Home
 
Choose Your City
Change City

Red wine kills social stress, and other nutritious news

istock

Next time you need some liquid courage in a social situation, reach for a glass of red wine. A new study out of the University of South Carolina found that the resveratrol, a natural chemical in the skin of red grapes, can block inflammation in the brain and ease depression-related symptoms for rats stressed by facing a bully.

What makes this study particularly interesting, according to research leader Susan K. Wood, is the discovery of resveratrol'santi-inflammatory effects influencing the mind. The link between depression and inflammation is a new field of study, and has the potential to improve the lives of 148 million Americans.

RELATED: Science proves what you and your end-of-day glass of red wine already know

"Certainly, there is a strong case being built ... that inflammation is linked to depressive symptoms, and there is a great need for these findings to be validated in human studies," Wood said.

RelatedArticles

Leafy green vegetables are back in seasonand should be on the menu for anyone concerned about age-related loss in brain function. A new study links the vitamin K abundant in spinach, kale, and collard and mustard greens to slower mental decline.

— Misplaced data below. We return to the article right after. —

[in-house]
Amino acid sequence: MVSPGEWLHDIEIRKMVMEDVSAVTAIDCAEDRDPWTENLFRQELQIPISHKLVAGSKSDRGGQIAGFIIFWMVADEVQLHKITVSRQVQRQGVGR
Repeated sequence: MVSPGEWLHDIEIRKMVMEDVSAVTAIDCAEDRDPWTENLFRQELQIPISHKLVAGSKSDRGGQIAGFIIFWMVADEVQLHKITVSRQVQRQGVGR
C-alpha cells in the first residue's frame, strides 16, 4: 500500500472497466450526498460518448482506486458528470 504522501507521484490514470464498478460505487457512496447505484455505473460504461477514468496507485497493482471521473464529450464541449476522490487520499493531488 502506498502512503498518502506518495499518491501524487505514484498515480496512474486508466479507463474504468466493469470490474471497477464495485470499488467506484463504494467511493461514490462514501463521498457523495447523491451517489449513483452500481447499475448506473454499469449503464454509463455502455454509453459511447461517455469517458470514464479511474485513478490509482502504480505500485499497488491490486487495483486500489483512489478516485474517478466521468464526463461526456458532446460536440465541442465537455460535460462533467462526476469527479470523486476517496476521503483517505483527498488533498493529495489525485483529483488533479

The team atRush University Medical Centerin Chicagofollowed 954 people for an average of five years; compared to those who didn't eat any leafy greens, those who ate one or two servings daily had the mind of a person 11 years younger.

The researchers also cited lutein, folate and beta-carotene in leafy greens forhelping to keep the brain healthy.

The scientific community is still debating the virtues of saturated fat, but according to a new study, if it comes from dairy products, it could be cutting your risk of type 2 diabetes by as much as a fifth.

Researchers atLund Universityin Sweden analyzed the eating habits of 27,000 people and found that those who ate the most high-fat yogurt and cheese cut their chances of having type 2 diabetes by 23 percent. But the type of saturated fat mattered: People who ate a lot of red meat, on the other hand, had a higher risk of developing the disease.

The difference is believed to come down to saturated fatty acids, which are common in dairy products.

 
Consider AlsoFurther Articles